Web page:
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Atlantic League's 'Blessing in Disguise', Majors Next?

With the major league trade deadline ending Friday, teams will mostly be looking into their own minor league system when they have a need.  Right-handed reliever Jaye Chapman, who remembers last season as a "blessing in disguise" when he got his career back on track at Bridgeport, could be one of those to benefit if the parent Milwaukee Brewers need help.

Chapman was exceptional in Class AA earlier this season at Biloxi, MS (0.82 ERA and selection as a mid-season Southern League All-Star), hit a bump in two consecutive outings after being promoted to Triple-A, but has been very much on target in his last six games for Colorado Springs.  He has allowed only four hits and a walk in seven innings during that run while saving three Pacific Coast League games, giving him a total of eight for the Sky Sox along with a 2-1 record and 3.13 ERA and more than a strikeout per inning.

One might not get such positive vibes on the 28-year-old except that this is reminiscent of three years ago when the native Floridian got his first major league experience (14 games, 3.75) with the Chicago Cubs.

“I was probably going to pitch some in the big leagues (in 2013)," Chapman told The Panama City News Herald. "I felt like I was really close. I felt like I was a part of (the Cubs’) plan."

The 6-foot, 195-pound pitcher learned he suffered from Femoroacetabular Impingement or FAI in both hips, a congenital condition in which the bones of the hip have an unusual shape and rub against each other causing damage to the joint, he told the newspaper.  Microfracture surgery in both hips followed, he missed most of the season and his contract ended.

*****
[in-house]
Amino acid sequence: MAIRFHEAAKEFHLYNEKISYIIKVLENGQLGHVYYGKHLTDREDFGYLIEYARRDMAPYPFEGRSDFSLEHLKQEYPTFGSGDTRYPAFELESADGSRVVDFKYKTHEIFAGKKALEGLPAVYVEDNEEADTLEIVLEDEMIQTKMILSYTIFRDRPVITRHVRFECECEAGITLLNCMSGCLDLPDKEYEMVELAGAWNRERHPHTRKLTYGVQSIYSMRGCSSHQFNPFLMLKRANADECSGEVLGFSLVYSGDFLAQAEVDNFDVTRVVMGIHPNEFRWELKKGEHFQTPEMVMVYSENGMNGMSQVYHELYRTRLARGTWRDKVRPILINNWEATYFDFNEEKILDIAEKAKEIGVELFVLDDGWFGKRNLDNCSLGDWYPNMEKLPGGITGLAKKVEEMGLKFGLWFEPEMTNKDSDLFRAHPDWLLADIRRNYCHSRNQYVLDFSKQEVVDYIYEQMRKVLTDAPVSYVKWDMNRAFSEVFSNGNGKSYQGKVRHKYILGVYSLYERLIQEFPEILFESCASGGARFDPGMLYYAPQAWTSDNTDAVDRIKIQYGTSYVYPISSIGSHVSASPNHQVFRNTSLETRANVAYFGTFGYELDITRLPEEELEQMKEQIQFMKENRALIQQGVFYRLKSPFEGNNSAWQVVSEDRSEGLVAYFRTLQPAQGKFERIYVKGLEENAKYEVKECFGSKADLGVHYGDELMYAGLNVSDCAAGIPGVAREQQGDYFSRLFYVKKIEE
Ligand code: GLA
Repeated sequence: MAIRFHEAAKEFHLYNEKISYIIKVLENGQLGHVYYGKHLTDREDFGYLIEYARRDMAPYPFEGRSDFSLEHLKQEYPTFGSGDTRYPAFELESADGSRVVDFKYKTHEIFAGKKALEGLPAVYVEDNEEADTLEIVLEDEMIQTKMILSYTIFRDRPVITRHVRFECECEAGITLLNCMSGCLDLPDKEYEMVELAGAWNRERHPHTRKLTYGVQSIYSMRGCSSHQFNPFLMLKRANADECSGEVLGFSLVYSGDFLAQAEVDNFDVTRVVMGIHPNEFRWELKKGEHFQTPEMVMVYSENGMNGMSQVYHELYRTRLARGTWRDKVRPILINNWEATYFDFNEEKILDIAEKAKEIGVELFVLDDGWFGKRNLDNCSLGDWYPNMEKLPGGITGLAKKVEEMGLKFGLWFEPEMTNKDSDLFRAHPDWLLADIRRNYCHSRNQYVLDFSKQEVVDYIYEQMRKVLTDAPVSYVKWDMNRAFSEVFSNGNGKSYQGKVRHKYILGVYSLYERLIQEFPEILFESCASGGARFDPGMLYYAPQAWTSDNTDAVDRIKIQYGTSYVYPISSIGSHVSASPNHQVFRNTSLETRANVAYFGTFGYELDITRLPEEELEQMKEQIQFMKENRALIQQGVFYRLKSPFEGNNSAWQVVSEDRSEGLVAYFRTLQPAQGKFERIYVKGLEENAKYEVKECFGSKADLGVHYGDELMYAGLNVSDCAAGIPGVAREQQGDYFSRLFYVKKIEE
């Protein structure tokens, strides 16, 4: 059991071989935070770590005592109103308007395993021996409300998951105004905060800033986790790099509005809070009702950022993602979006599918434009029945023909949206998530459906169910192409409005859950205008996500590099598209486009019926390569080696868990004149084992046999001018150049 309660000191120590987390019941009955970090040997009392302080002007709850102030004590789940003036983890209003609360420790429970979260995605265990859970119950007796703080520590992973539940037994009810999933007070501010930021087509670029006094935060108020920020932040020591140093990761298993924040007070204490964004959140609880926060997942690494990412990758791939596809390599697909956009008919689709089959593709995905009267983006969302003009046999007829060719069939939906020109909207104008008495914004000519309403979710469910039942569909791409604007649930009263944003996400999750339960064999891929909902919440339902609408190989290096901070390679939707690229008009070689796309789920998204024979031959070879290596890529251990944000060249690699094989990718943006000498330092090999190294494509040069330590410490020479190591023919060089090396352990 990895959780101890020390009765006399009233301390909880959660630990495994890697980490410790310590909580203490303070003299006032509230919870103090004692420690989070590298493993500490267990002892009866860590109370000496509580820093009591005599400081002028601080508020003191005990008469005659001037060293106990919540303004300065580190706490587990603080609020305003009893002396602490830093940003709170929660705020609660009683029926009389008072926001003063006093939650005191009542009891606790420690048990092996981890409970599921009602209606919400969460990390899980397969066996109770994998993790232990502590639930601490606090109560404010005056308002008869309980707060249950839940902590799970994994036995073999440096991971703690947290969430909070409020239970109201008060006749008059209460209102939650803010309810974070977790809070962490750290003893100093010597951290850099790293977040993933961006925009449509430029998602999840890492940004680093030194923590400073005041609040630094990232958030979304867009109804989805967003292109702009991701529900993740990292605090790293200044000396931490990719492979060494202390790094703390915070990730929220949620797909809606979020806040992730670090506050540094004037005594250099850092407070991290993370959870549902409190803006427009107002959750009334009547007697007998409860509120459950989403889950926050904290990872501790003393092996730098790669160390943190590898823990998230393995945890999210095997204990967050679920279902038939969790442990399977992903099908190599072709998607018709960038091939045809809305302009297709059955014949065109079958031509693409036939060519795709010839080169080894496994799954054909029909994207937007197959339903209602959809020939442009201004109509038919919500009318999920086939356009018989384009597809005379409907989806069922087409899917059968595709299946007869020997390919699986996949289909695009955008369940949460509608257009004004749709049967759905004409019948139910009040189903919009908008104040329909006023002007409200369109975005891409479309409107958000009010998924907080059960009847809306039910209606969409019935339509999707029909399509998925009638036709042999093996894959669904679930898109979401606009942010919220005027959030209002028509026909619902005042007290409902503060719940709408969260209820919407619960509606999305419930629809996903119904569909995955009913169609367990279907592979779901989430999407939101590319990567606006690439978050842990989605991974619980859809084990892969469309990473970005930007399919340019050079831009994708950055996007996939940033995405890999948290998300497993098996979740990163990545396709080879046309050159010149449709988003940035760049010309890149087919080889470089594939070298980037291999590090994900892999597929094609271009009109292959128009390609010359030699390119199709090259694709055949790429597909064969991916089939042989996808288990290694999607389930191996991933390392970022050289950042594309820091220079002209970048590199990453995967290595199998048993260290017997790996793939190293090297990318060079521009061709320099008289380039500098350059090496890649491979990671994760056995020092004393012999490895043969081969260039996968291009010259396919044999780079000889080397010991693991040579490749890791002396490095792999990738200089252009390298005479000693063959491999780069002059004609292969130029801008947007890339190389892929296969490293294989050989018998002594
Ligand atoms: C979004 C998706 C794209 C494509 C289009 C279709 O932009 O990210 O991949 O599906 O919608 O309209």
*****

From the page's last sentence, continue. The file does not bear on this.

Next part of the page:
He landed the opportunity with Bridgeport last season, pitching in 50 games and going 2-3 with a 3.86 ERA, 58 strikeouts and 24 walks in 52.2 innings.  "I was elated," Chapman said, when his agent called after the season to say Milwaukee was interested in him.  "I was like, 'what'?  It was such a blessing.  After all this long, hard work, putting in the rehab, doing six months on crutches, to finally get an opportunity to play affiliated baseball again.  I couldn't wait." 

One more telephone call will have Chapman back where he feels he belongs.

Previously the chief spokesman for Commissioners Bowie Kuhn and Peter Ueberroth, Bob Wirz has been writing extensively about the Atlantic League and Independent Baseball since 2003.  He is a frequent contributor to this site as well as writing his blog, www.IndyBaseballChatter.com.



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